Since the radar cross section normal to each edge is relatively high, it was desirable that the vehicle be designed with as few edges as possible. It was also desirable that those edges which are included be oriented, to place higher cross section values into sectors where minimum radar cross section is not required. Although it is not considered possible to totally eliminate the radar cross section of a flyable vehicle, it was possible with the vehicle of this configuration to so reduce or disguise its detectability that the cross section vulnerability to detection is insignificant.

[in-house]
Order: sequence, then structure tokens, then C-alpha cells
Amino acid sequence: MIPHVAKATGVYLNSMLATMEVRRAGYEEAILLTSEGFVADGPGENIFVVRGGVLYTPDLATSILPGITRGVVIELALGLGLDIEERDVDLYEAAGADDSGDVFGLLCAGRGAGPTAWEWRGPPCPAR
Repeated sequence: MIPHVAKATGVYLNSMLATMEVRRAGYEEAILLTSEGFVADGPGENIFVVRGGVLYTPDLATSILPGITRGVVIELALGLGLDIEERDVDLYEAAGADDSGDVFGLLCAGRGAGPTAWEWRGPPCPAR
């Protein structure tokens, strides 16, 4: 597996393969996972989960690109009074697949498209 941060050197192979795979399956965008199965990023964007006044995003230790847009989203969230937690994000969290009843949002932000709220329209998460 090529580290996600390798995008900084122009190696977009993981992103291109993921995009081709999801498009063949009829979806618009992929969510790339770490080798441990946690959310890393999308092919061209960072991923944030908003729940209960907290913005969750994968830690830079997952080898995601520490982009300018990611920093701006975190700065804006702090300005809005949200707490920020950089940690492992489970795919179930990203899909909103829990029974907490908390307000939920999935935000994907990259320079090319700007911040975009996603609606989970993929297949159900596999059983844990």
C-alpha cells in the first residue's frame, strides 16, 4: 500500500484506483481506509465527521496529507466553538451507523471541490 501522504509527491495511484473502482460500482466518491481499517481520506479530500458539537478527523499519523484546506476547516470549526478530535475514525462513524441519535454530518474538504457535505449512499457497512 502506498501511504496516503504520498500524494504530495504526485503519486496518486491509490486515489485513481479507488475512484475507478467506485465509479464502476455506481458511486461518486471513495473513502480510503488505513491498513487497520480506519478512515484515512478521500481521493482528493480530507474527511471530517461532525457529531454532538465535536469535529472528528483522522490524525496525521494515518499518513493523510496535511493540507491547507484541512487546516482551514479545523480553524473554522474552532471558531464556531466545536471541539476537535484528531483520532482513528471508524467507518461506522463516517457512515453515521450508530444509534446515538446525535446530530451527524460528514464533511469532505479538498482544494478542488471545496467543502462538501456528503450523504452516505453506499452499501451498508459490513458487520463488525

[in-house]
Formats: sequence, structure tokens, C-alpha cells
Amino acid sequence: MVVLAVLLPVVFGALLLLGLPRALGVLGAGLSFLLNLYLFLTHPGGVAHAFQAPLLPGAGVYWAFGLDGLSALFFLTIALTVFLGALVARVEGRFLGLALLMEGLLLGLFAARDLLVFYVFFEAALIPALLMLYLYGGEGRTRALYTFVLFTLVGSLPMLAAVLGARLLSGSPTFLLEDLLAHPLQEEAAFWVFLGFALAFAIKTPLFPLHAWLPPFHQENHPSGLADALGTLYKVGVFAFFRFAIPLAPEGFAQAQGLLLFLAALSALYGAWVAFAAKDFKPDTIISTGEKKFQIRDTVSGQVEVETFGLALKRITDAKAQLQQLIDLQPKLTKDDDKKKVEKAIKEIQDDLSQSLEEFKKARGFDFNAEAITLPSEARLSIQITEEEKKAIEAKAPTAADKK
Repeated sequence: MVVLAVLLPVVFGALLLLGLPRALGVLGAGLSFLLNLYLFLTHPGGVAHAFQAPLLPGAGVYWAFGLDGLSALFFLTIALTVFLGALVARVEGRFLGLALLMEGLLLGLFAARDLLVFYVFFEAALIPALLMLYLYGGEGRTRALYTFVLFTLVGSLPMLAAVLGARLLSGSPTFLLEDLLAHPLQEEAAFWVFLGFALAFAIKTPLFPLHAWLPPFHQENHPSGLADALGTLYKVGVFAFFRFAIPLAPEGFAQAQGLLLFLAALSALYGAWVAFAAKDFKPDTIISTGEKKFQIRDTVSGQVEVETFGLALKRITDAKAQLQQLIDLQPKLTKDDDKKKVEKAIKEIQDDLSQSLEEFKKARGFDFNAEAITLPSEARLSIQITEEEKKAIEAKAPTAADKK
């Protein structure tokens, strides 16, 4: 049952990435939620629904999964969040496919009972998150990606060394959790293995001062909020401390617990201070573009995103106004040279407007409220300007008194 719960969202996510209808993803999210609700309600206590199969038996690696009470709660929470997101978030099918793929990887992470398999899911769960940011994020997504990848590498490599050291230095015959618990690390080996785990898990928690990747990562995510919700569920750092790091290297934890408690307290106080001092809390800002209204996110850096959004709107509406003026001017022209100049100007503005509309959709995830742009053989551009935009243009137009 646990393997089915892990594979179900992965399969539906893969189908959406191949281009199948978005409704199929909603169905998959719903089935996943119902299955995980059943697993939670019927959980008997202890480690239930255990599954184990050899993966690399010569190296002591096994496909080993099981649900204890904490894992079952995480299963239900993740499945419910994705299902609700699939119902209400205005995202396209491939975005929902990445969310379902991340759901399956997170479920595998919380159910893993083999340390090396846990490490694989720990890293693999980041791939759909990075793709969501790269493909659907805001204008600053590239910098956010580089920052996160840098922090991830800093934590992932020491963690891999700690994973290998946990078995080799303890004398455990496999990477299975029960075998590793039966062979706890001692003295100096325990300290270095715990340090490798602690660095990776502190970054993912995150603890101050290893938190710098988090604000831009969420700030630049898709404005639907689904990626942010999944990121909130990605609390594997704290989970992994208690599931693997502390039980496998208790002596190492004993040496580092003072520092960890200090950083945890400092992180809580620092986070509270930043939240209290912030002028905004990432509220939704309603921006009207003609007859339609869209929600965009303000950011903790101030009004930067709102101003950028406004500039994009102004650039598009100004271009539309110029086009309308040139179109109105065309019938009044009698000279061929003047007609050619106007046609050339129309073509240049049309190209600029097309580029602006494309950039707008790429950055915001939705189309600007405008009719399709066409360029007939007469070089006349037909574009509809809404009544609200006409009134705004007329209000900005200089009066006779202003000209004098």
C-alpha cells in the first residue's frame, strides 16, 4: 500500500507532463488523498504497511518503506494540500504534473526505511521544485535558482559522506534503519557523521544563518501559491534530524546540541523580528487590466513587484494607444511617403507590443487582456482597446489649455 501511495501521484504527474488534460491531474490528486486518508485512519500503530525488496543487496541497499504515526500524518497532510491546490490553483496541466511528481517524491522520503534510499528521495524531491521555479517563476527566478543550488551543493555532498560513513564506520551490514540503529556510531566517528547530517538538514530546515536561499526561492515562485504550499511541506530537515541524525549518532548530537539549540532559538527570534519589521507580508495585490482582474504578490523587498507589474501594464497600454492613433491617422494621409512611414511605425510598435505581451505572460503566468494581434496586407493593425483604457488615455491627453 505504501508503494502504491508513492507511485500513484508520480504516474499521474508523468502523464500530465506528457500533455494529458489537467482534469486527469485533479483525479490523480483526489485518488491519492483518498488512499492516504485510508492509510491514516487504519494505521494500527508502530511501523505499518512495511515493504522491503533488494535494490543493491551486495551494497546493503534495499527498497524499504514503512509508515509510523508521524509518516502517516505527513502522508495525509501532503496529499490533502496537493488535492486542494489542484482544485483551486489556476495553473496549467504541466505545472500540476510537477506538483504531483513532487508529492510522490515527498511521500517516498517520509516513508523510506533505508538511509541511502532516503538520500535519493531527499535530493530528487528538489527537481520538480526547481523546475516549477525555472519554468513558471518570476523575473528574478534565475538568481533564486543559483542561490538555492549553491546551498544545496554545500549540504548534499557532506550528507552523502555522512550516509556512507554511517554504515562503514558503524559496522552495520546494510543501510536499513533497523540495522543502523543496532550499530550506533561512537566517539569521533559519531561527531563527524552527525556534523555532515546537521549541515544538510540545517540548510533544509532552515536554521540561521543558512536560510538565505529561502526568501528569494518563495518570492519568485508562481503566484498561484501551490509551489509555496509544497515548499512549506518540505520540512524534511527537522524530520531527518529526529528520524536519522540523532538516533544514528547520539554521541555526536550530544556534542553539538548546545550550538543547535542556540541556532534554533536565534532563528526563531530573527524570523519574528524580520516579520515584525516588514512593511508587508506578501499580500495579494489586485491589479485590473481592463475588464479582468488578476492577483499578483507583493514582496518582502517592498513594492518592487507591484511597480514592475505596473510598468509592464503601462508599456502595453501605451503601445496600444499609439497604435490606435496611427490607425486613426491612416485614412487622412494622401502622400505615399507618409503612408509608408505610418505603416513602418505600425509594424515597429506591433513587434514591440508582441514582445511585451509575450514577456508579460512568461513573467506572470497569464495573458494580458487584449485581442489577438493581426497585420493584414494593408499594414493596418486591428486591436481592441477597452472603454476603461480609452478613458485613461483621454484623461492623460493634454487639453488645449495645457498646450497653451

Designers wondered if it would fly. One Lockheed document stated that the "airframe exhibits just about every mode of unstable behavior possible for an aircraft-the only thing it doesn't do is tip back on its tail when it is parked." Have Blue was not inherently stable in flight and would tumble out of control. But fortunately, computers also rendered this fact irrelevant, because aircraft designers for several years had been designing planes, like the F-16 fighter, that were kept stable by computers that constantly adjusted their flight controls in the same way that a person riding a bike is constantly making minute corrections to remain balanced. This same solution was applied to the Have Blue airplane.